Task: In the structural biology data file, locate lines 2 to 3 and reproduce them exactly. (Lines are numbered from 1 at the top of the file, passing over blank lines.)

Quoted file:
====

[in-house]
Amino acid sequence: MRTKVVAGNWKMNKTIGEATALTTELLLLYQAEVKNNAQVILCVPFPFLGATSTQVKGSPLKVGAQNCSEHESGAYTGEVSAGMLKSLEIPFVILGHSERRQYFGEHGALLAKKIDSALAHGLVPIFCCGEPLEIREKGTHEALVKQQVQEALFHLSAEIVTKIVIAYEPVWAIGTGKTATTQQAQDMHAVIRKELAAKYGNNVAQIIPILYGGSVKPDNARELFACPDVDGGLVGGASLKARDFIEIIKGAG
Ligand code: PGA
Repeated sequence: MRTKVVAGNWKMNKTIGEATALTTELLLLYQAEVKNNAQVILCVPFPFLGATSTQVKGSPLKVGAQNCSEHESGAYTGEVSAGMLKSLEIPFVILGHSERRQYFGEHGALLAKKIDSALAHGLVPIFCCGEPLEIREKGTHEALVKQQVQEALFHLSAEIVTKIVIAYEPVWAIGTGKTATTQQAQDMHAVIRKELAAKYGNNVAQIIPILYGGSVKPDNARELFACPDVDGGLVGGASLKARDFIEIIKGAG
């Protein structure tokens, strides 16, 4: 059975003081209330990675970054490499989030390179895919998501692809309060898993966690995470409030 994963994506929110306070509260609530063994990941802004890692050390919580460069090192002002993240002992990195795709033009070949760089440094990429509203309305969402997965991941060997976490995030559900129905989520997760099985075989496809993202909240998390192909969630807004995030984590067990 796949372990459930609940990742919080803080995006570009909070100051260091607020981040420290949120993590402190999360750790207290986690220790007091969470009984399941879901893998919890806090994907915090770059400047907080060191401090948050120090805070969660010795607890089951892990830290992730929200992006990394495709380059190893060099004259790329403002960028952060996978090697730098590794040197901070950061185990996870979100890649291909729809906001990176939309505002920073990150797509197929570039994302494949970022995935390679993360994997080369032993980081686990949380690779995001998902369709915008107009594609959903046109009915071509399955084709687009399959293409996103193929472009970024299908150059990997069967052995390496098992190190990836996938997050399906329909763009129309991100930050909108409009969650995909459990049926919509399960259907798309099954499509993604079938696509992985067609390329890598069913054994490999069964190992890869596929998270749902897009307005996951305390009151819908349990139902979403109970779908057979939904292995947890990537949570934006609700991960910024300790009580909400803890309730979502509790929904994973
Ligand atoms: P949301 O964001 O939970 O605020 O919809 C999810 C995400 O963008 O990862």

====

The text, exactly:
Amino acid sequence: MRTKVVAGNWKMNKTIGEATALTTELLLLYQAEVKNNAQVILCVPFPFLGATSTQVKGSPLKVGAQNCSEHESGAYTGEVSAGMLKSLEIPFVILGHSERRQYFGEHGALLAKKIDSALAHGLVPIFCCGEPLEIREKGTHEALVKQQVQEALFHLSAEIVTKIVIAYEPVWAIGTGKTATTQQAQDMHAVIRKELAAKYGNNVAQIIPILYGGSVKPDNARELFACPDVDGGLVGGASLKARDFIEIIKGAG
Ligand code: PGA